Chinese Buddhist Philosophy
- LAST REVIEWED: 20 July 2016
- LAST MODIFIED: 13 September 2010
- DOI: 10.1093/obo/9780195393521-0049
- LAST REVIEWED: 20 July 2016
- LAST MODIFIED: 13 September 2010
- DOI: 10.1093/obo/9780195393521-0049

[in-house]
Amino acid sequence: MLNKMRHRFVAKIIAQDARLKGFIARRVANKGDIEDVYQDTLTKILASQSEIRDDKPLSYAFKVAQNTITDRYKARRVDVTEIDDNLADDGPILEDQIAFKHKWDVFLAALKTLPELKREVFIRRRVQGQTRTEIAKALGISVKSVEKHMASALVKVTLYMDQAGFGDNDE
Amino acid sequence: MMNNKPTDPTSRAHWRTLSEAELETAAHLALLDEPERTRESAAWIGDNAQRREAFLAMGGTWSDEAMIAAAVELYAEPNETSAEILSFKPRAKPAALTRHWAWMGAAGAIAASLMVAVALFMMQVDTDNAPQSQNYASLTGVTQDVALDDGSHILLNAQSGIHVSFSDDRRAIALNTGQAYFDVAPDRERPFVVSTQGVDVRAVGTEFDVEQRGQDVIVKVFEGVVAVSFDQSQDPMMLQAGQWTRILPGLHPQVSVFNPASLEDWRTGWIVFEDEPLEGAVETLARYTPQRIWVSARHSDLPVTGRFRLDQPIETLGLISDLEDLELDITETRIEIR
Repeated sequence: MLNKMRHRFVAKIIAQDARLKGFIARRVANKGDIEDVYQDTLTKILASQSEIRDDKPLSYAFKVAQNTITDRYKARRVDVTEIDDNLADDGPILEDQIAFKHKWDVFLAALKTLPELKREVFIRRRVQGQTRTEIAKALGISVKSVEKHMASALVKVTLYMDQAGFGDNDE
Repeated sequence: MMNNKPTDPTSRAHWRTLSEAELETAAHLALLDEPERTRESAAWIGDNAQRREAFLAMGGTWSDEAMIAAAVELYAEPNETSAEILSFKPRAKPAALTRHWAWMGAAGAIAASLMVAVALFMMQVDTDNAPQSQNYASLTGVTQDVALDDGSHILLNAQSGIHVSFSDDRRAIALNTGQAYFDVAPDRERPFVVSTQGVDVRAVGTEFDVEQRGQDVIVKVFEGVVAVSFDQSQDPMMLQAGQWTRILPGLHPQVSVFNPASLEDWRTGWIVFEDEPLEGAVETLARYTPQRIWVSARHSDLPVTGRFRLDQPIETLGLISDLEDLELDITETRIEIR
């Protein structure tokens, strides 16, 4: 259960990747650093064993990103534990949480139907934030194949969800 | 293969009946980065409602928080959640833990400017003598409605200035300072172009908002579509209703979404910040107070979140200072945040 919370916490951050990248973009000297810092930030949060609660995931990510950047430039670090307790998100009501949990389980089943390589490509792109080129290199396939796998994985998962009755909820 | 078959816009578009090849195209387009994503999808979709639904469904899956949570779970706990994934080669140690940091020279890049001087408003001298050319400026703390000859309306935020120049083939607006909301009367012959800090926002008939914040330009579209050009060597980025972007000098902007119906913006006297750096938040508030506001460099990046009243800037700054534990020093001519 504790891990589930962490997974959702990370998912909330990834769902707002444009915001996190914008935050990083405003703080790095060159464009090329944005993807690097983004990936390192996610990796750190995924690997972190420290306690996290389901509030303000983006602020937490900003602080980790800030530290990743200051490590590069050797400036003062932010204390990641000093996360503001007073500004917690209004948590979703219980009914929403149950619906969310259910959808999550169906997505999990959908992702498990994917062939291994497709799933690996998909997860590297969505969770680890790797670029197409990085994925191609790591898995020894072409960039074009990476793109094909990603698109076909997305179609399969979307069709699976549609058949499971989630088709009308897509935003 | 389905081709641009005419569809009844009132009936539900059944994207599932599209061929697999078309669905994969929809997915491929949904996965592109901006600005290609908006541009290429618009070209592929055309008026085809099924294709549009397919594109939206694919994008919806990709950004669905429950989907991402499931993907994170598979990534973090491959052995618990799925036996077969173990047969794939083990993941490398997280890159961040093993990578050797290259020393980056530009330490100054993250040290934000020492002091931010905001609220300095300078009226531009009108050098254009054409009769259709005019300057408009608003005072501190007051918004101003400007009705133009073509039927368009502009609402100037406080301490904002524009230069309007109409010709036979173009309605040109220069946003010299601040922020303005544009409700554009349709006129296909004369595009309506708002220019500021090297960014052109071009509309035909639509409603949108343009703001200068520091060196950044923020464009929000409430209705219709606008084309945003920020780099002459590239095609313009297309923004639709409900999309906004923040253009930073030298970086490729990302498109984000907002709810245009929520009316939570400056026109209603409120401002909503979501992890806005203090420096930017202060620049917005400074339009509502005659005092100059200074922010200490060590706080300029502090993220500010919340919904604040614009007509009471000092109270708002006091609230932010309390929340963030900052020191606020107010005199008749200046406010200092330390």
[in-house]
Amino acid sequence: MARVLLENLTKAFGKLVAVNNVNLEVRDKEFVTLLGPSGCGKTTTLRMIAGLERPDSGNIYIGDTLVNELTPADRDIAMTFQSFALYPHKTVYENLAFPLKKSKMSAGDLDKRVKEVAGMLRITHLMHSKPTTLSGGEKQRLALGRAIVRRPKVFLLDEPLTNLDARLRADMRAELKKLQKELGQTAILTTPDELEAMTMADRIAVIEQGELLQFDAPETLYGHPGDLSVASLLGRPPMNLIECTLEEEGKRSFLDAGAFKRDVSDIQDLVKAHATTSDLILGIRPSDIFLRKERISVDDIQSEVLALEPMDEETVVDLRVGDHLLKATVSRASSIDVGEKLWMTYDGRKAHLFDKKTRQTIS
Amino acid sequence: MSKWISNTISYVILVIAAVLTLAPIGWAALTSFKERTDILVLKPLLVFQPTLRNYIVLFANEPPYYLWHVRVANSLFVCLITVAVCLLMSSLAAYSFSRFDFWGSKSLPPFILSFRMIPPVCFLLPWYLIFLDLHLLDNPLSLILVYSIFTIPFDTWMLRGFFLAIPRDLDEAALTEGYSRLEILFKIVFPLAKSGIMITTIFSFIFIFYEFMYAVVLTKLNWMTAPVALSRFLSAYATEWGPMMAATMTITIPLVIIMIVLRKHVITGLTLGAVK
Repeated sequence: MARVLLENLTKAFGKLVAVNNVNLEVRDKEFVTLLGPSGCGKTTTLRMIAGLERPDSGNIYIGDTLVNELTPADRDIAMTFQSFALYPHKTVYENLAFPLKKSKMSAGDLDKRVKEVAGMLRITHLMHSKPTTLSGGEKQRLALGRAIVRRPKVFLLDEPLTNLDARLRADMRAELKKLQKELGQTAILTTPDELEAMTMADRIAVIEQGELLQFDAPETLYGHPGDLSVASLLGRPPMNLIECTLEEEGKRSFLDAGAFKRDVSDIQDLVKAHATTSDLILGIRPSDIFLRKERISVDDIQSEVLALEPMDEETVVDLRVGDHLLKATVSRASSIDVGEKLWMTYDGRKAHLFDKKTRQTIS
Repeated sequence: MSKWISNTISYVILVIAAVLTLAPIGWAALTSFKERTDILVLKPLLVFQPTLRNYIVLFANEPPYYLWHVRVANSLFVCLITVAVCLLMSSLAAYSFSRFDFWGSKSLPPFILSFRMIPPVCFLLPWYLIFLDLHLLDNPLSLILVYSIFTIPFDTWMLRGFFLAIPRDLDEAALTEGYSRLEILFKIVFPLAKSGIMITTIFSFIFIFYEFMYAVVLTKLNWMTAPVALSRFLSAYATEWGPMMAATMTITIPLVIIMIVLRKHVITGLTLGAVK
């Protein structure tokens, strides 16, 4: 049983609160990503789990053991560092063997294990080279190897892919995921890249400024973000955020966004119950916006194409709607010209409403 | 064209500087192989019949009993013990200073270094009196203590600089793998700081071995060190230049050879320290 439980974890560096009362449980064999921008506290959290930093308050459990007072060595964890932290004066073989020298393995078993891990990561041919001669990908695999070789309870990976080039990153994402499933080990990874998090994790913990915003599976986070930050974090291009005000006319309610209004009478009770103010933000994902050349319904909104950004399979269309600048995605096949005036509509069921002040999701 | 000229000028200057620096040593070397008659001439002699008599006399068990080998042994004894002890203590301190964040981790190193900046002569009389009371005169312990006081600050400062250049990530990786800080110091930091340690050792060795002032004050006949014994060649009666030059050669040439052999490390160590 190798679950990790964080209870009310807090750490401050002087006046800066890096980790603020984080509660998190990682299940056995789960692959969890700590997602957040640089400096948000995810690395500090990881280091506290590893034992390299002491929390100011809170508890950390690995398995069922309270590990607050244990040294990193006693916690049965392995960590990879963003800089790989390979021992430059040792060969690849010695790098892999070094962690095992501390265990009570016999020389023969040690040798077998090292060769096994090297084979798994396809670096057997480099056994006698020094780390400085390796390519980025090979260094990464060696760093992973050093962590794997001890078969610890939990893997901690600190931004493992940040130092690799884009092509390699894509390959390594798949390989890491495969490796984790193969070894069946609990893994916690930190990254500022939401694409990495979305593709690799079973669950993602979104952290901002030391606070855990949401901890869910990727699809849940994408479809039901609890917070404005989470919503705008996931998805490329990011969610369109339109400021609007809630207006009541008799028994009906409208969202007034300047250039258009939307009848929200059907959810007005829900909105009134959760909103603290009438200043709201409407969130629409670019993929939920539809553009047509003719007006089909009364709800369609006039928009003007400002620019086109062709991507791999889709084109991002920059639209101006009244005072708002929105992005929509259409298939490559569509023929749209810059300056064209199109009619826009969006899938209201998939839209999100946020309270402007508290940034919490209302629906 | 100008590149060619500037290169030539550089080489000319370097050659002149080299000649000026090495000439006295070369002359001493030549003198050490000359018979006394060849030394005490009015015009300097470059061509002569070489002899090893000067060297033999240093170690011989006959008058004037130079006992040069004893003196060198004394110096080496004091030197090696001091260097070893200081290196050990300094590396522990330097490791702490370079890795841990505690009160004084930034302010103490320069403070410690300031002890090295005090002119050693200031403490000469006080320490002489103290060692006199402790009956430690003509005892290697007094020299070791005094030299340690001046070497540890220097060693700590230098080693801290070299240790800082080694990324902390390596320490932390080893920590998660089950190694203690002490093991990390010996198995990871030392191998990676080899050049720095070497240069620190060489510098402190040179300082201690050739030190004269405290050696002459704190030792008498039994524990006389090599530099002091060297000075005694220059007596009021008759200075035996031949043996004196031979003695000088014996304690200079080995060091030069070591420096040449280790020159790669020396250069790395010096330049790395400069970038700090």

One could argue that philosophy is a uniquely Western concept or discipline, closely tied up with distinctive ways of thinking and systems of thought that originated in ancient Greece and became essential elements of European knowledge and tradition. Some scholars still debate whether China ever developed philosophical traditions along the lines of those that flourished in the Western world, or whether we can talk of Chinese philosophy as a distinct intellectual discipline. Such views and discussions are played out in a variety of intellectual and institutional contexts, including hiring and curriculum decisions made by philosophy departments at various universities. Similar arguments have been made about Buddhism, whose teachings have been labeled in a number of ways, for instance as religion, philosophy, or theology. Notwithstanding the presence of complex systems of doctrine within Buddhism, there is no precise equivalent to the Western term “philosophy” in any of the languages that were used by the various Buddhist traditions. Similarly, in premodern China there was no native term exactly equivalent to the Western term “philosophy.” The present Chinese word for philosophy, zhexue (lit. “study of wisdom,” pronounced tetsugaku in Japanese), was coined by the Japanese philosopher and public intellectual Nishi Amane (b. 1829–d. 1897), in the context of his influential efforts directed toward the introduction and popularization of Western philosophy in Japan. The first Chinese intellectual to appropriate the new Japanese term was the late Qing writer and diplomat Huang Zunxian (b. 1848–d. 1905). Accordingly, only in the first decade of the 20th century did the term zhexue come into vogue within Chinese academic and intellectual circles. On the other hand, once we move beyond Eurocentric suppositions and narrow definitions of disciplinary parameters, in both the Buddhist and the Chinese traditions we can find intricate sets of doctrinal principles and highly sophisticated systems of thought that can be characterized as philosophical. Within the different Buddhist canons, as well as the voluminous bodies of exegetical literature that grew around them, we can locate diverse arrays of systematic analyses of the general features of the universe or the essential nature of reality. We can also identify methodical explorations of the basic categories by which we think or process reality, such as mind, freedom, truth, and causality—which have been major topics of intellectual inquiry throughout the history of Western philosophy—as well as multifaceted reflections on the meaning of human life, the ethical principles that should guide everyday conduct, or the processes of personal transformation. Accordingly, this entry adopts a broad definition of philosophy, with the understanding that within the Chinese Buddhist context one can also use other terms, such as teaching, doctrine, or dharma, which in their native variants are often used interchangeably. Moreover, in Chinese Buddhism the various forms of philosophizing were (and still are) typically situated within broader religious and institutional contexts, which inevitably incorporated other issues and concerns, such as contemplative cultivation, devotional practice, ritual performance, or ideological contestation. The philosophical insights or arguments of Buddhist traditions such as Yogācāra (practice of yoga) and Chan consequently cannot be properly understood without consideration of their comprehensive soteriological templates, especially their views about spiritual practice.